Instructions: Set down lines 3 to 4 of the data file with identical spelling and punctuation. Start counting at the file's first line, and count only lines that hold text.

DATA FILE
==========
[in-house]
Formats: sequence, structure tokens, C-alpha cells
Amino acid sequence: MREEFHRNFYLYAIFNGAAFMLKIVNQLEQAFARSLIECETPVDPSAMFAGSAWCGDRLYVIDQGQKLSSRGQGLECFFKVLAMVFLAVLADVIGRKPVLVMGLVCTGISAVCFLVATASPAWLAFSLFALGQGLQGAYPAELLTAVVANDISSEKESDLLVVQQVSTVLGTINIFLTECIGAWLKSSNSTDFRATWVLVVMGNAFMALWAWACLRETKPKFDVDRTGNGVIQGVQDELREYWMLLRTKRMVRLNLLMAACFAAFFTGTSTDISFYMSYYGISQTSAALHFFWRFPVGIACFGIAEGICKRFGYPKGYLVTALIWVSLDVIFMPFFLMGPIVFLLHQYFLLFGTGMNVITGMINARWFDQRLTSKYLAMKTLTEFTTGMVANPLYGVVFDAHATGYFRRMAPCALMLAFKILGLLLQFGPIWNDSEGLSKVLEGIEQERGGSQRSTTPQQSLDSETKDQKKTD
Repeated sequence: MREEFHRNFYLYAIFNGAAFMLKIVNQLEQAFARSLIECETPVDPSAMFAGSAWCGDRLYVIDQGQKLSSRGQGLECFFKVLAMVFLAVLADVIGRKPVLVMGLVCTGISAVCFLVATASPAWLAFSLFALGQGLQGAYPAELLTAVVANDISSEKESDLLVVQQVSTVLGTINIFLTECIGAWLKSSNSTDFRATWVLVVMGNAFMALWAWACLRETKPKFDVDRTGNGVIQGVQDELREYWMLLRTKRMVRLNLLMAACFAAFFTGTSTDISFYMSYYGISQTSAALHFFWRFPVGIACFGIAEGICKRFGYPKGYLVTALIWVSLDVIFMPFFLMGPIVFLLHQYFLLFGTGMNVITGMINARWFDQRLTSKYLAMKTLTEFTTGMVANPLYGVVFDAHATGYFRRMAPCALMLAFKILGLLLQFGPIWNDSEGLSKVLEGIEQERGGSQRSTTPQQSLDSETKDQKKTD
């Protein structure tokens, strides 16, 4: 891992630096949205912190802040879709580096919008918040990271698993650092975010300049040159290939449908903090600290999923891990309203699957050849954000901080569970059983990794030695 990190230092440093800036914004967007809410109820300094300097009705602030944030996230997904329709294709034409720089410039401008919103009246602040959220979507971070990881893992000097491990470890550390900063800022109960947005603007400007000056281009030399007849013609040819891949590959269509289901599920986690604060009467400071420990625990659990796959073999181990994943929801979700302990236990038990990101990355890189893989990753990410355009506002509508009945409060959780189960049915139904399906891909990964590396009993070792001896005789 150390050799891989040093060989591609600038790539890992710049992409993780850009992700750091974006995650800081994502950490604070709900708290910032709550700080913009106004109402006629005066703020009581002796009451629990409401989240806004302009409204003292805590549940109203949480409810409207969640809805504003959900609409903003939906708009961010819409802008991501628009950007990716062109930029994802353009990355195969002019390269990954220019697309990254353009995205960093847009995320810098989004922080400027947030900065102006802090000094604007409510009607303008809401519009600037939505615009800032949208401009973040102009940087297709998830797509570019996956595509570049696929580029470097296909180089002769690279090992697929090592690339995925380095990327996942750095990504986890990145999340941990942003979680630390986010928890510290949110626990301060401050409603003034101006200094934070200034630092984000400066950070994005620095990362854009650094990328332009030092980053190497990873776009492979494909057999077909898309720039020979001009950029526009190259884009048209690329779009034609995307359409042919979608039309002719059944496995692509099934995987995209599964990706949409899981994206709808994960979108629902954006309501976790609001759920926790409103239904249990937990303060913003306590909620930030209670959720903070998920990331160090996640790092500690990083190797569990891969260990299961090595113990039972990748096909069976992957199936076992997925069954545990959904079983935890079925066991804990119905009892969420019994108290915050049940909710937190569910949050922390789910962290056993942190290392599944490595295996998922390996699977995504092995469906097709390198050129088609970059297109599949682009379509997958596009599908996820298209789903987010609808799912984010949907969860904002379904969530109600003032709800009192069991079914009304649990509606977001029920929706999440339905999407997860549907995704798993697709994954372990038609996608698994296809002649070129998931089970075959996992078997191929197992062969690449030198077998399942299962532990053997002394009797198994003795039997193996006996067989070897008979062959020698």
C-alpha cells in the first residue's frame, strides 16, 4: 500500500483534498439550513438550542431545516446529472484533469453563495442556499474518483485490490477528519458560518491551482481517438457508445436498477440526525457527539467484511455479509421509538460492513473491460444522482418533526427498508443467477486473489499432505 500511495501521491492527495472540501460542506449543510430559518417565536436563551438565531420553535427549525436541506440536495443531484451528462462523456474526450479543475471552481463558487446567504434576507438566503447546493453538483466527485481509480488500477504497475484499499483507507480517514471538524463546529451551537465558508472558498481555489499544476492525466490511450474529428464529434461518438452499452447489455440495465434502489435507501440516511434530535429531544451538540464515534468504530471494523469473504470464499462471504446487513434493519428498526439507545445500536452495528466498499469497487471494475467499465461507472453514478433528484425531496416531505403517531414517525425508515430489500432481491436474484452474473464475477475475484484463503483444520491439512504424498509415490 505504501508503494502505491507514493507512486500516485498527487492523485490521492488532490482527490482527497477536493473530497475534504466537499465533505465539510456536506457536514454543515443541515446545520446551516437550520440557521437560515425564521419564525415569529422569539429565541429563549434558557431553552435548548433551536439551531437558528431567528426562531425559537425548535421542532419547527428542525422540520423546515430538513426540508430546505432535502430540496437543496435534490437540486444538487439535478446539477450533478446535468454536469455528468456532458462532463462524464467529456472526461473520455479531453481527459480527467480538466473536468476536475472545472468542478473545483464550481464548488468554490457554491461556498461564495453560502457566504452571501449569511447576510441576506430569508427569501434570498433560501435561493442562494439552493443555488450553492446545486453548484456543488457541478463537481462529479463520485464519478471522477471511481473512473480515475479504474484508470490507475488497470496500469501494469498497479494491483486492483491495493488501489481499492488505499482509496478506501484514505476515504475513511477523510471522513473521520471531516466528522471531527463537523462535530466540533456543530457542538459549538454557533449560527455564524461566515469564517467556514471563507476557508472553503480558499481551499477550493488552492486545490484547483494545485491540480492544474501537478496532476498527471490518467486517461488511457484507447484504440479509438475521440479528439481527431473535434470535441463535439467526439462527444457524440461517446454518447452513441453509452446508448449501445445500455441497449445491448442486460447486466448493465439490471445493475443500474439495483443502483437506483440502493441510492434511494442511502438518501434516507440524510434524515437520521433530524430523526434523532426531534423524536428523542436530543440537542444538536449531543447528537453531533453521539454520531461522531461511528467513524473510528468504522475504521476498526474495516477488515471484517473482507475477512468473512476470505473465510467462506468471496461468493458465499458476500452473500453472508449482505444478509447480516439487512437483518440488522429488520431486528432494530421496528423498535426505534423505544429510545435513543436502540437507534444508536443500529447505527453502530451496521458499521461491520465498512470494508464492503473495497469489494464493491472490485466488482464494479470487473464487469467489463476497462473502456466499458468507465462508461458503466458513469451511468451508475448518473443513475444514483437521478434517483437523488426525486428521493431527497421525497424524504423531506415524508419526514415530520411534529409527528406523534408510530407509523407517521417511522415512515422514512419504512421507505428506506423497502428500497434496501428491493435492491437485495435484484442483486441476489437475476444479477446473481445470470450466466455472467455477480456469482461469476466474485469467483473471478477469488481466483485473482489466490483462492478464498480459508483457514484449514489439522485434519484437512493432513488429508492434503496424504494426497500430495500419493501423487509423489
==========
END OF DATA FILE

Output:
Amino acid sequence: MREEFHRNFYLYAIFNGAAFMLKIVNQLEQAFARSLIECETPVDPSAMFAGSAWCGDRLYVIDQGQKLSSRGQGLECFFKVLAMVFLAVLADVIGRKPVLVMGLVCTGISAVCFLVATASPAWLAFSLFALGQGLQGAYPAELLTAVVANDISSEKESDLLVVQQVSTVLGTINIFLTECIGAWLKSSNSTDFRATWVLVVMGNAFMALWAWACLRETKPKFDVDRTGNGVIQGVQDELREYWMLLRTKRMVRLNLLMAACFAAFFTGTSTDISFYMSYYGISQTSAALHFFWRFPVGIACFGIAEGICKRFGYPKGYLVTALIWVSLDVIFMPFFLMGPIVFLLHQYFLLFGTGMNVITGMINARWFDQRLTSKYLAMKTLTEFTTGMVANPLYGVVFDAHATGYFRRMAPCALMLAFKILGLLLQFGPIWNDSEGLSKVLEGIEQERGGSQRSTTPQQSLDSETKDQKKTD
Repeated sequence: MREEFHRNFYLYAIFNGAAFMLKIVNQLEQAFARSLIECETPVDPSAMFAGSAWCGDRLYVIDQGQKLSSRGQGLECFFKVLAMVFLAVLADVIGRKPVLVMGLVCTGISAVCFLVATASPAWLAFSLFALGQGLQGAYPAELLTAVVANDISSEKESDLLVVQQVSTVLGTINIFLTECIGAWLKSSNSTDFRATWVLVVMGNAFMALWAWACLRETKPKFDVDRTGNGVIQGVQDELREYWMLLRTKRMVRLNLLMAACFAAFFTGTSTDISFYMSYYGISQTSAALHFFWRFPVGIACFGIAEGICKRFGYPKGYLVTALIWVSLDVIFMPFFLMGPIVFLLHQYFLLFGTGMNVITGMINARWFDQRLTSKYLAMKTLTEFTTGMVANPLYGVVFDAHATGYFRRMAPCALMLAFKILGLLLQFGPIWNDSEGLSKVLEGIEQERGGSQRSTTPQQSLDSETKDQKKTD